Venice's struggle to deal with oversize cruise ships is constantly in the headlines, but beware of anyone claiming a solution has been reached — the situation is beset with complications of almost every kind.
The headlines sounded promising in early August when reports suggested that Venice had found a solution its cruise ship problem. “Venice to Give Cruise Ships a Wide Berth,” said the Financial Times. “Venice Bans Large Cruise Ships from its Historic Center” said the BBC.
In fact, the only thing that’s changed this summer is the apparent urgency surrounding the issue whether or not cruise ships should be removed from Venice, and if so, how. Tensions spiked in June when the MSC Opera crashed into a river boat and dock. Weeks later, another cruise ship, the Costa Deliziosa, had a similar very near miss during a storm.
Though many Venetians have long objected to the leviathans, these recent events made maintaining the status quo untenable for public officials. As Tommaso Cacciari, an activist with the anti-cruise ship group No Grandi Navi (No Big Ships), said to Skift in July, “[officials] cannot say in front of the world, in front of the city anymore — and they used to say this — we want to keep everything [as is.]”
But when it comes to finding an agreeable, sustainable solution for how cruise ships can visit Venice, that will likely take years. Everyone says they want the big ships out of the city center, but no one really knows how to do it without radically upending how the industry operates in Venice.
Consider the economic impact: The cruse ship industry accounts for roughly 3 percent of Venice’s GDP, according to industry numbers, as well as more than 4,000 jobs. Banning it — and the 1.6 million tourists who visited via cruise ships in 2018 — certainly wouldn’t solve overtourism in Venice, a city that hosts as many as 30 million visitors annually, according to claims from the Italian Tourist Bureau. But it would represent a significant loss of income — € 436.6 million ($486.9 million) in 2017, which includes expenditure by tourists, the companies themselves, and crew. It would also put a ship-sized dent in the maritime pride of the city.
Whatever the city does about cruise ships (including nothing) it’s going to upset a lot of people. That’s because the issue is dependent on a shifting mosaic of local, regional, and national politics, as well as a powerful and lucrative industry, angry residents, and commercial interests that are more entwined than first meets the eye.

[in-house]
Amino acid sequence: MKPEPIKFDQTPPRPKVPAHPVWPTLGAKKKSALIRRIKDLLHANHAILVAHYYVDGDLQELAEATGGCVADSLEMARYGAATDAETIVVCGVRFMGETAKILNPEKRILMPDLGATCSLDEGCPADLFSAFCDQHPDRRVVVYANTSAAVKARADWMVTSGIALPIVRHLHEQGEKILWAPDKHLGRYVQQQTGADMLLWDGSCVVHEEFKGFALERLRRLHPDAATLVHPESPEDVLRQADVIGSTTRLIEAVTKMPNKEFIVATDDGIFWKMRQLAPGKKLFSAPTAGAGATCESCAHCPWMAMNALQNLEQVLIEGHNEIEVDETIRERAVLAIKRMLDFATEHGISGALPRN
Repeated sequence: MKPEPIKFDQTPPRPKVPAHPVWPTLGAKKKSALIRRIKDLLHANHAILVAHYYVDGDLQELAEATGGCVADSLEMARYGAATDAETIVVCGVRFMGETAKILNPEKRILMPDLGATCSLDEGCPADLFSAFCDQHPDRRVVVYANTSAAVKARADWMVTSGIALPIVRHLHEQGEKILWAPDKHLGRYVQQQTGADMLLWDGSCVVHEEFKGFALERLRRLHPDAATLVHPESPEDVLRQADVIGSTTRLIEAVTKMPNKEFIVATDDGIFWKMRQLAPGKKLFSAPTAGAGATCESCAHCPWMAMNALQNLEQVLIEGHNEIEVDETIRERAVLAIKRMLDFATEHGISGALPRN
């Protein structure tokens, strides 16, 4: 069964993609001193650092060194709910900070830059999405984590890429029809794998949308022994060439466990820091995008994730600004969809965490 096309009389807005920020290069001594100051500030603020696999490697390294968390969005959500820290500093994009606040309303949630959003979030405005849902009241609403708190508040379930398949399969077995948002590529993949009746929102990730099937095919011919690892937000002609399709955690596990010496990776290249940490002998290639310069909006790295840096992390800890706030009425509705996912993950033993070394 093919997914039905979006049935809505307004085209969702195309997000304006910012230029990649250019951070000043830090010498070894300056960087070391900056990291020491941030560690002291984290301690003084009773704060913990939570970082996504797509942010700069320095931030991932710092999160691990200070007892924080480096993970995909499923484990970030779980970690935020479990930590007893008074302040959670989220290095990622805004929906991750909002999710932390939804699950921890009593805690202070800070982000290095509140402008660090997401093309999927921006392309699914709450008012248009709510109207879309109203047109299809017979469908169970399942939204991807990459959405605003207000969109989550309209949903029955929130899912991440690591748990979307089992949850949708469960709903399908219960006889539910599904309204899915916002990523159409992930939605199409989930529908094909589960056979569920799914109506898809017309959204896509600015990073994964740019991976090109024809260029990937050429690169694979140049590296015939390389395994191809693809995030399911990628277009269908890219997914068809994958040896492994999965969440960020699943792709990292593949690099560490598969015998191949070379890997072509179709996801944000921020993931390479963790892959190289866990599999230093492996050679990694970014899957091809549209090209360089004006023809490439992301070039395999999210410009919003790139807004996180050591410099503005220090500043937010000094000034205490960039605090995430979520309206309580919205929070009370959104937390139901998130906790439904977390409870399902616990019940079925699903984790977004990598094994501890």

A Plan, But No Consensus
The problematic status quo centers around the Giudecca Canal: the thoroughfare through which most cruise ships currently navigate to get to Marittima, the city’s main port. Criticisms of this route are legion and range from the sensory insult of a floating city dwarfing the ancient Venice, to air pollution, the crowding of the canal, and of course, the collisions.
Indeed, even the cruise industry, led by trade group Cruise Lines International Association (CLIA), says it has supported re-routing large ships from the Giudecca Canal since 2012. Since 2014, it has willingly agreed that the industry’s largest ships (those over 96,000 tons) would not visit Venice until a new plan was agreed upon; the urgent question is what to do with those less big, but still enormous, ships above 40,000 tons. In 2017, the industry pointed out that banning those ships from Venice would result in a loss of 85 percent of spending on goods and services and a 83 percent loss of employment.
The so-called solution the aforementioned headlines alluded to was an announcement by Transport Minister Danilo Toninelli. Though the FT did not explain this in its story — which other outlets then went on to cite — Toninelli was merely presenting a plan to parliament. He proposed that cruise ships could (not would) be gradually shifted away from the Giudecca Canal, and instead rerouted to two alternative temporary ports in the Venice Lagoon, Fusina and Lombardia, as early as next month. Later on, more ships could be moved out of the lagoon to an alternative port such as Chioggia or Lido San Nicolo, according to his plan.
CLIA, it’s worth noting, issued a statement shortly after objecting to the misunderstanding of the news, noting that “there is currently no ban in place preventing cruise ships from visiting Venice. Discussions concerning the future of cruise ships using the Giudecca Canal have been ongoing for several years and those discussions continue today without any conclusion.”
Beyond the fact that Toninelli was merely a presenting plan — the specifics of which are to be revisited later this month by a working group — there’s also the fact that Venice’s Mayor Luigi Brugnaro, the Deputy Prime Minister Matteo Salvini, and the cruise lines have publicly supported another solution. (Not to mention that Italy’s fragile coalition government, of which Toninelli is a member of the weaker party, may shift in the coming days or weeks, potentially bringing in a new crop of ministers with a new set of ideas.)